7. Use Django Fixtures (not started). I am really embarrassed to say that I have avoided using Fixtures for loading lookup and test data. Instead, I have been doing horrid things with SQL and objects.create(). I am looking forward to reforming my errant ways. Fixtures allow you to create a data file that Django will load for you. It offers three format options: JSON, YAML, or XML. Jacob recommends YAML if you can be assured that you have access to PyYAML, otherwise go with JSON which is nearly as readable.

  8. Look into the Python Fixture module (not started). This straight Python module seems to be an alternative to the Django fixtures system. It is more oriented towards test data and looks a little like using mock objects. I need to dig in a little more before I make up my mind about it.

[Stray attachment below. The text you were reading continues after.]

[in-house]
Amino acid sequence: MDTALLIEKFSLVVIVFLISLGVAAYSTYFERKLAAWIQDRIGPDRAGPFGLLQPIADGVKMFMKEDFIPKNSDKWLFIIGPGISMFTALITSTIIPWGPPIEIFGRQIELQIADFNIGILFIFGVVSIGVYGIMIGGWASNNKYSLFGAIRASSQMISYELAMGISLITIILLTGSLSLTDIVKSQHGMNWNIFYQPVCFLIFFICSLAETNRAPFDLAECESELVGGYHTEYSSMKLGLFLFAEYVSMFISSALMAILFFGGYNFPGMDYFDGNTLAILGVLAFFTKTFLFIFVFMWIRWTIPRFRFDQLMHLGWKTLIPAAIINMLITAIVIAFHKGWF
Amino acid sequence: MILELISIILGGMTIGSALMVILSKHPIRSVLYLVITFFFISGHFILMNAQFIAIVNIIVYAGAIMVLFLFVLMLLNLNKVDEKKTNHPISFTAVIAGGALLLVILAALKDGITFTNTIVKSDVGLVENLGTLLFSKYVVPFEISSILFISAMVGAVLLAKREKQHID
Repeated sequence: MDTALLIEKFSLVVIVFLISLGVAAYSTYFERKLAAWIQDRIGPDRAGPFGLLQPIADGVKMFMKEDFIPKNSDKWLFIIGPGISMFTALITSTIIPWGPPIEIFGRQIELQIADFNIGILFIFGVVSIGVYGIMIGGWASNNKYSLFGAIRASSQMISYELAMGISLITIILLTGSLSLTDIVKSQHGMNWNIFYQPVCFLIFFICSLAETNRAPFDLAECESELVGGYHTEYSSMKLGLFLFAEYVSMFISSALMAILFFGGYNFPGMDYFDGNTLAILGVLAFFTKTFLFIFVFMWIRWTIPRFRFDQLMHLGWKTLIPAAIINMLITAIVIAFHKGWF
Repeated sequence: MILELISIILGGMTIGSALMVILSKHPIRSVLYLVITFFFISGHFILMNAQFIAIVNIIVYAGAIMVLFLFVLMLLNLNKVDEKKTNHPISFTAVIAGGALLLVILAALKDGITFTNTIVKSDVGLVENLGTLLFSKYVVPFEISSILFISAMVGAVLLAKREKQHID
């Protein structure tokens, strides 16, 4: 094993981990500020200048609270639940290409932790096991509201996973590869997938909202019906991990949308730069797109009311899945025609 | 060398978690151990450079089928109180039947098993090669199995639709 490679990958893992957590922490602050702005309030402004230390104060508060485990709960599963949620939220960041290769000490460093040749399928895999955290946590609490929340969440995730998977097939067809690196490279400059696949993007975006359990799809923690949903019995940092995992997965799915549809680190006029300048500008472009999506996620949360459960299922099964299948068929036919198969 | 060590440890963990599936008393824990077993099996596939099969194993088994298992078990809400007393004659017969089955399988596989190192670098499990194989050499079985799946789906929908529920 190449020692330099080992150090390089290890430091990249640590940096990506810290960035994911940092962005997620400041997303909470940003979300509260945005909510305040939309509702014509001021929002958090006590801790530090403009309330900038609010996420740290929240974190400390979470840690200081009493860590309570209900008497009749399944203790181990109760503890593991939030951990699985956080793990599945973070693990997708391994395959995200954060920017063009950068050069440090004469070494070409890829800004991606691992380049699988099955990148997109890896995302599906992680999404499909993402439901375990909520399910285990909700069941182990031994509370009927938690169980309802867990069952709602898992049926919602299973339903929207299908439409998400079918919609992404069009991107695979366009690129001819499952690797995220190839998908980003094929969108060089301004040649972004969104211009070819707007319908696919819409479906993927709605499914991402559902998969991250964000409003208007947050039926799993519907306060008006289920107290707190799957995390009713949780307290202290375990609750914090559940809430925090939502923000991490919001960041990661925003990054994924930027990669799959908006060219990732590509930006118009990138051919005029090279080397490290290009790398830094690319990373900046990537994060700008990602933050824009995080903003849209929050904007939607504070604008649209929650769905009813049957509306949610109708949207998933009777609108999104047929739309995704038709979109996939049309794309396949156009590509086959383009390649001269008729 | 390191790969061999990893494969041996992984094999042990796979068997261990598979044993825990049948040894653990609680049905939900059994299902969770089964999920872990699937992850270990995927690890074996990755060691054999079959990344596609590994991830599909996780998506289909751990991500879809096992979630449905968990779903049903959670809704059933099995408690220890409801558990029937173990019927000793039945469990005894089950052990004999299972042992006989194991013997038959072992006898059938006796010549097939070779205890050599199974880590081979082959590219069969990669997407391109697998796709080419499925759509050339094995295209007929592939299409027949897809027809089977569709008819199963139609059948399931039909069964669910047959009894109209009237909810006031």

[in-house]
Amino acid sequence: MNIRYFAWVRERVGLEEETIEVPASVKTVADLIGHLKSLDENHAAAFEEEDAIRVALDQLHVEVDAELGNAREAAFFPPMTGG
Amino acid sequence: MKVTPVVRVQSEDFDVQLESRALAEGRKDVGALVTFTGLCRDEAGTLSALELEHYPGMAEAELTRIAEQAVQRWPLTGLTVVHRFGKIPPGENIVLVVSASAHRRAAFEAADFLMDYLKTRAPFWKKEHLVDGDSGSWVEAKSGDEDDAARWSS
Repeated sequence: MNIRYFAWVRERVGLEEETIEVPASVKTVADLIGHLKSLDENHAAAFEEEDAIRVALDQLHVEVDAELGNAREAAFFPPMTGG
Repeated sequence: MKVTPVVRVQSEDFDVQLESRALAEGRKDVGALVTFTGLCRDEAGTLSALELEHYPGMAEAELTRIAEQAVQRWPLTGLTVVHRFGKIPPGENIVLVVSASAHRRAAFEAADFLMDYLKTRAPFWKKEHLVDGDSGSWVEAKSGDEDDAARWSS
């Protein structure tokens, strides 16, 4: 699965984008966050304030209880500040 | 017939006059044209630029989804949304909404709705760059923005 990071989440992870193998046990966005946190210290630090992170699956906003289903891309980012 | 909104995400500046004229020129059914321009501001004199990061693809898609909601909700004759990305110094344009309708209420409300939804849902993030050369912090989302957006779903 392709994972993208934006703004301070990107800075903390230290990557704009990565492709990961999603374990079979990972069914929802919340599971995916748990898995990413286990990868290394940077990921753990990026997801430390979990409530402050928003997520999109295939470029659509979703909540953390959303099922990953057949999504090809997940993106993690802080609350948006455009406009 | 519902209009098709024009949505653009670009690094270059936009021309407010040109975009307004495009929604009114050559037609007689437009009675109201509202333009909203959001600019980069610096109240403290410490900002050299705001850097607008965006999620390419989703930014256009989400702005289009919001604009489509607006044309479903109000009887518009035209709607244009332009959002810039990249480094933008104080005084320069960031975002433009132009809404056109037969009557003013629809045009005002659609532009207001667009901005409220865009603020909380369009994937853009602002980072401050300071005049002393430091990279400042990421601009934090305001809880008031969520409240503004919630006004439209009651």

9. Use django.test.TestCase more for unit testing (not started). I need to do more with unit tests. I have had some good experiences with writing DocTests but I should use the Django unit test framework more. This will allow me to use fixtures more too! Plus with Django 1.1, startapp even creates a tests.py for you. How can I resist an empty .py file?

  10. Use the highest version of Python that you can get away with (in progress). In the class, Jacob made the good point that every version of Python gets feature and performance improvements. Why not go with the latest stable version like 2.6? Snow Leopard did it for me. I will try to upgrade my server as soon as I can get away with it.

If you can make it to the next Django Master Class, I highly recommend you go. Otherwise, you should look into these resources and make your own educated decisions about whether to use them.

Oct 02, 2009

Mar 26, 2009